Washington: The dollar inched up on Thursday but struggled to make bigger gains as the boost from a still hawkish Federal Reserve was tempered by investors’ growing appetite for riskier assets, driven by China’s reopening.
Minutes of the Fed’s December policy meeting released overnight showed while officials agreed that the central bank should slow the pace of aggressive interest rate increases, they remained focused on curbing inflation, and were worried about any “misperception” in financial markets that their commitment was flagging.
Minneapolis Fed President Neel Kashkari also said on Wednesday he saw the Fed’s target interest rate peaking at 5.4 per cent, higher than current market expectations of just under 5 per cent.
The greenback gained some ground on Thursday after a muted reaction to the Fed’s hawkish rhetoric overnight, with sterling last 0.16 per cent lower at $1.2039, after rising 0.76 per cent in the previous session.
The euro was steady at $1.0605, following a more than 0.5 per cent overnight gain.
Against a basket of currencies, the US dollar index edged 0.06 per cent higher to 104.27, after sliding 0.5 per cent on Wednesday.
“The minutes were largely within expectations -- no cuts expected (this year), that’s what the dot plot was already pricing,” said Christopher Wong, a currency strategist at OCBC.
“Long story short, the markets are not buying the Fed’s dot plot.” Effects of the Fed’s aggressive rate hikes last year have already been felt in the US economy, with a survey from the Institute for Supply Management (ISM) showing manufacturing activity contracted again in December. Nonetheless, the country’s labour market remains tight, as US job openings fell less than expected in November.
“The message is still that the labour market remains in pretty rude health,” said Ray Attrill, head of FX strategy at National Australia Bank (NAB).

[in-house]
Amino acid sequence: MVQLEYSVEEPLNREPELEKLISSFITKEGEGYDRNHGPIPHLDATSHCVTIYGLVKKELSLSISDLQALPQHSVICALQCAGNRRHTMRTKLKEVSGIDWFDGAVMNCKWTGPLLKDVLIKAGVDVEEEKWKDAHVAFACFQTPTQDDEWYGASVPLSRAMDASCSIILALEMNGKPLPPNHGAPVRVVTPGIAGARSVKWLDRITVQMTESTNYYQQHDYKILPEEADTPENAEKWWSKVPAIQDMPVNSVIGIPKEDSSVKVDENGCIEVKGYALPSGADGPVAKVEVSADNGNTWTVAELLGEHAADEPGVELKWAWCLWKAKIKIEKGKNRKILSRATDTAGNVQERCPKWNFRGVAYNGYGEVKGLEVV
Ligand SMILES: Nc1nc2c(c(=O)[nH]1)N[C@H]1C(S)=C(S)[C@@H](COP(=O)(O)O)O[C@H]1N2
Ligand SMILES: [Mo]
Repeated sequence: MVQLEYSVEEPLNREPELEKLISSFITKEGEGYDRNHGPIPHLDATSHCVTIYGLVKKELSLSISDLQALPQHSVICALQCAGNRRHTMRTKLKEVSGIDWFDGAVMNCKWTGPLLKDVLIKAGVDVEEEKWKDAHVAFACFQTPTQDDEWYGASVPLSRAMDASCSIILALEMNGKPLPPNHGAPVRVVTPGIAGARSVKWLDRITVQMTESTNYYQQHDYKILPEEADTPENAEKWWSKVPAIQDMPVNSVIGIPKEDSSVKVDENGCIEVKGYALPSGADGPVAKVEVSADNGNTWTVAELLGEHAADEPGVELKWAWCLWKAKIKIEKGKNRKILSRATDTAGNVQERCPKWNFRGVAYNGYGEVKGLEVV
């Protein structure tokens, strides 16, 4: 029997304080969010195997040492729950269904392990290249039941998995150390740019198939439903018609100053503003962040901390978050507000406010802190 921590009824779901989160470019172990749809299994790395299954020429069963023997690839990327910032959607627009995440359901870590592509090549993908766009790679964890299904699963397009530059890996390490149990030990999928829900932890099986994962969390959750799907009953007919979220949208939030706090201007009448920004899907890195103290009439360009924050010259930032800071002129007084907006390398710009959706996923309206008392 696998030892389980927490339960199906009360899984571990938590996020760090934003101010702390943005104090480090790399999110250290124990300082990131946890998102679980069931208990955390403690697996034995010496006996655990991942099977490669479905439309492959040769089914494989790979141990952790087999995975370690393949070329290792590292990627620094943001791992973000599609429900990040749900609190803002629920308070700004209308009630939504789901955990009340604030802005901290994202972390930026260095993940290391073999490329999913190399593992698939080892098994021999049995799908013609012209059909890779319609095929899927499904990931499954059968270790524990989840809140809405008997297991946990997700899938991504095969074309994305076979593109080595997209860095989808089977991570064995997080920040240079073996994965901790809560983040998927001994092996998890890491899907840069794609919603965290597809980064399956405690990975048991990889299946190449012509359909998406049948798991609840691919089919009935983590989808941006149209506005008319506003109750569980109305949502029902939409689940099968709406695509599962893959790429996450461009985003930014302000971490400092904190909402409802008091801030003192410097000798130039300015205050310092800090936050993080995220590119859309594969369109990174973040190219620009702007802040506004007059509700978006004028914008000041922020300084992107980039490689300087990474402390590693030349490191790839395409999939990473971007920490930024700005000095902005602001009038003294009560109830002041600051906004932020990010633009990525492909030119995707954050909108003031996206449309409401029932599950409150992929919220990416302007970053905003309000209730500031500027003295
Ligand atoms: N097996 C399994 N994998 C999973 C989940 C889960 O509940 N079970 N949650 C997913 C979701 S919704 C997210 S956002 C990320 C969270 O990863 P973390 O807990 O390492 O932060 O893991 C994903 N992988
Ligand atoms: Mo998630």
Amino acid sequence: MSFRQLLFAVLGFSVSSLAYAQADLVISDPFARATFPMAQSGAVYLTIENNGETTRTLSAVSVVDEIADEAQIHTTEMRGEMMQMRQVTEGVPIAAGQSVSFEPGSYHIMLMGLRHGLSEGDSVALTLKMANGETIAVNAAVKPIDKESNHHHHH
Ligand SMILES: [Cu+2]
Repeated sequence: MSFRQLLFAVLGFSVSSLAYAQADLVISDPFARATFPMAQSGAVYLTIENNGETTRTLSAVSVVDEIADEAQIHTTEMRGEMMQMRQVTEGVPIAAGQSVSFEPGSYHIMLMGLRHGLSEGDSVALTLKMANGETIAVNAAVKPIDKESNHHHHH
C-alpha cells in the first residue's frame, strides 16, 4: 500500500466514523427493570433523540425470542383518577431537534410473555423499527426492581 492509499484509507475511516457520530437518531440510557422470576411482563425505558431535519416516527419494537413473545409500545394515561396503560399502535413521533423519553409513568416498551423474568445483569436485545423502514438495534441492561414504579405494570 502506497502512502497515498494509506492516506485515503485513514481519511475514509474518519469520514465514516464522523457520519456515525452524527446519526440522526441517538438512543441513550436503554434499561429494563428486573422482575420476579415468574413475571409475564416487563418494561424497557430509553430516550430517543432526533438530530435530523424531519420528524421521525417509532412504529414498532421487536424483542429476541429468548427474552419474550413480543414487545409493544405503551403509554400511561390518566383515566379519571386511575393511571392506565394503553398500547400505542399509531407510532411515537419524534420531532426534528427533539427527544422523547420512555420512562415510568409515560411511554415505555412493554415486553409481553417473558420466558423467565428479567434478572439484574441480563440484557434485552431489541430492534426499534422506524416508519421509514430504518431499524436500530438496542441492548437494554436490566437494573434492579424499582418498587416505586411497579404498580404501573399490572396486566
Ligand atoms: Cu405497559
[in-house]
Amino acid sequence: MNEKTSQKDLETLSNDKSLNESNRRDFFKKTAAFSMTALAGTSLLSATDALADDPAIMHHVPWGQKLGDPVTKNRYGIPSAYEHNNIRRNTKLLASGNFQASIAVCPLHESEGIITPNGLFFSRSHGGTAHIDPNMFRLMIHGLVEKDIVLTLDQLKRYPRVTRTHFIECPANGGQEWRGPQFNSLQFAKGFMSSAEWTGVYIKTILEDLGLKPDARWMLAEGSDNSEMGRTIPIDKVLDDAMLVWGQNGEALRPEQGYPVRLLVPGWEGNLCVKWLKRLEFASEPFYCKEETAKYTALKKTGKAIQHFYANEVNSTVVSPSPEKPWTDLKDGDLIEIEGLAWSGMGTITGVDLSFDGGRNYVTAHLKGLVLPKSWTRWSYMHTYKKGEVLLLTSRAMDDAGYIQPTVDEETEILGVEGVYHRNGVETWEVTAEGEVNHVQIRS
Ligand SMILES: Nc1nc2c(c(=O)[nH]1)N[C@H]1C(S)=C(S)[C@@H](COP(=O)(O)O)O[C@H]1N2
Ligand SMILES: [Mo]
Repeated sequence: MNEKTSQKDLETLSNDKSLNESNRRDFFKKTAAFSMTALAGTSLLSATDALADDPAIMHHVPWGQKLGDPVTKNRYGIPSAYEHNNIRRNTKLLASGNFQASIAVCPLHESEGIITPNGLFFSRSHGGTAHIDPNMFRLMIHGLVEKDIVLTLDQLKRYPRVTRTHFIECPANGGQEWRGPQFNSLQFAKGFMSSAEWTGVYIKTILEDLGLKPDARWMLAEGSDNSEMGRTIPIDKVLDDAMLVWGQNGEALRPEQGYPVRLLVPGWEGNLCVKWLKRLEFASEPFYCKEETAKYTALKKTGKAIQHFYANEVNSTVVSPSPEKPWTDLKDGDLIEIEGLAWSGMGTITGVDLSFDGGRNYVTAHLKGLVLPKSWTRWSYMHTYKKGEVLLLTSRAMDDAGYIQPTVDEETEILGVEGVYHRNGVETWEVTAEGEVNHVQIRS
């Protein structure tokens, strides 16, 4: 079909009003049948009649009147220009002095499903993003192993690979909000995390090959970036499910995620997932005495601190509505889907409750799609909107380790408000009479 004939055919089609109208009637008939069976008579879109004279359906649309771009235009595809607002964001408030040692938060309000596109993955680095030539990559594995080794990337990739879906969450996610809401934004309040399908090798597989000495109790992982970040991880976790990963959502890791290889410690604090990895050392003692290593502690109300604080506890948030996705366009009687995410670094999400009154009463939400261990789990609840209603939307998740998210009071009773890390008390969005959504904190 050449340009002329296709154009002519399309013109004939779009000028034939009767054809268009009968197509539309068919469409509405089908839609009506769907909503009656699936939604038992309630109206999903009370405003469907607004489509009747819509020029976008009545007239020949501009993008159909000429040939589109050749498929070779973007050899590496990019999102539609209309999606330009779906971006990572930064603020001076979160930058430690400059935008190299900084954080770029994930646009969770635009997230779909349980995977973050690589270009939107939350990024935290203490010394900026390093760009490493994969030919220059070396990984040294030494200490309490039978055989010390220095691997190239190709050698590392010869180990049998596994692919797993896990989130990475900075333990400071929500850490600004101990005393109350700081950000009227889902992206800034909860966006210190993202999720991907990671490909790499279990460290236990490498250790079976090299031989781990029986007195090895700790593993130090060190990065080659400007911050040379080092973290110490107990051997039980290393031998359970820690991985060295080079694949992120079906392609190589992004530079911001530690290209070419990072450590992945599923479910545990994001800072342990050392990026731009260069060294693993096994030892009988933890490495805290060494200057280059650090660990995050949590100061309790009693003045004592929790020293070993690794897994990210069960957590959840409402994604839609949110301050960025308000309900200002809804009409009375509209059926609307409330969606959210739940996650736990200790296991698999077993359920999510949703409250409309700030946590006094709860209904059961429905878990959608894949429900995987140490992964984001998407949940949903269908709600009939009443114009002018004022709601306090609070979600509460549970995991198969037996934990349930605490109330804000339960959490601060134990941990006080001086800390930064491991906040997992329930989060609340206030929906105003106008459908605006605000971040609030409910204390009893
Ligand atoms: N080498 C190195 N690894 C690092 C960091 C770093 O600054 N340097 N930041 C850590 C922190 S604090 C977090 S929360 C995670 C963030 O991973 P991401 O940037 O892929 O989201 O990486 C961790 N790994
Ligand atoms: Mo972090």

The Australian dollar was last 0.39 per cent lower at $0.6812, after rallying 1.7 per cent overnight on news that China’s state planner has allowed three central government-backed utilities and its top steelmaker to resume coal imports from Australia, marking the first such move since Beijing imposed an unofficial ban on coal trade with Canberra in 2020.
The kiwi fell 0.24 per cent to $0.6276, after gaining 0.7 per cent in the previous session.
“The Aussie dollar has obviously benefitted from the coal story,” said NAB’s Attrill, adding that most other commodity currencies were supported.
In Asia, the Japanese yen firmed at 132.58 per dollar, as traders bet that the Bank of Japan (BOJ) may soon fully abandon its controversial yield curve control.
The BOJ is putting more emphasis on an inflation gauge that excludes fuel costs and will likely raise its projections for the index’s growth in quarterly forecasts due this month, sources told Reuters.
Elsewhere, the Chinese yuan steadied around a four-month high against the dollar, with the onshore yuan last changing hands at 6.8807 per dollar, as the currency continues to be underpinned by China’s reopening measures.
China will reopen the border with its special administrative region of Hong Kong on Sunday for the first time in three years.